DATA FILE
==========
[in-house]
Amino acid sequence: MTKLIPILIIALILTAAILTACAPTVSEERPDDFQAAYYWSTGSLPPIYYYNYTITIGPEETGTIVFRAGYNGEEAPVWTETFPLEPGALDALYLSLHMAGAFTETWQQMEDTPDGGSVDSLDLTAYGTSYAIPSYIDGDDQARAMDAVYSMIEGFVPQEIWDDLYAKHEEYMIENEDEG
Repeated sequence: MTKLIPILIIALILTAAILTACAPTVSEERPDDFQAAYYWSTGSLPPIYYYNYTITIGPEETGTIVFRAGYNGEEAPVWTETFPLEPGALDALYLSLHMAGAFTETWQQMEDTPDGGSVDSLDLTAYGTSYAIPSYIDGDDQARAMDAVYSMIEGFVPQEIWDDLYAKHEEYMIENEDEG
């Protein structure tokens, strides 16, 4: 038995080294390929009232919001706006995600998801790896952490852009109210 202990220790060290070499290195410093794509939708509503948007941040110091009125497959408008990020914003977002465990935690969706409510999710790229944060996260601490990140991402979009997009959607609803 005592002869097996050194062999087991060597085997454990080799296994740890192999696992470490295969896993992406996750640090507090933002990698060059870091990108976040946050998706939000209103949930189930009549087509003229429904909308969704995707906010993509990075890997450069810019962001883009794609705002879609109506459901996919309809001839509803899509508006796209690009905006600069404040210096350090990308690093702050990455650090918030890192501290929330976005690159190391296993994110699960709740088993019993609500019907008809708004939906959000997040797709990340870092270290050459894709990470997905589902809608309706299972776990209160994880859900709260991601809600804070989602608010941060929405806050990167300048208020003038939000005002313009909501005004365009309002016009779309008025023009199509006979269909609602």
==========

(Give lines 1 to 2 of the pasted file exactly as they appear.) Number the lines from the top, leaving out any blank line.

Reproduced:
[in-house]
Amino acid sequence: MTKLIPILIIALILTAAILTACAPTVSEERPDDFQAAYYWSTGSLPPIYYYNYTITIGPEETGTIVFRAGYNGEEAPVWTETFPLEPGALDALYLSLHMAGAFTETWQQMEDTPDGGSVDSLDLTAYGTSYAIPSYIDGDDQARAMDAVYSMIEGFVPQEIWDDLYAKHEEYMIENEDEG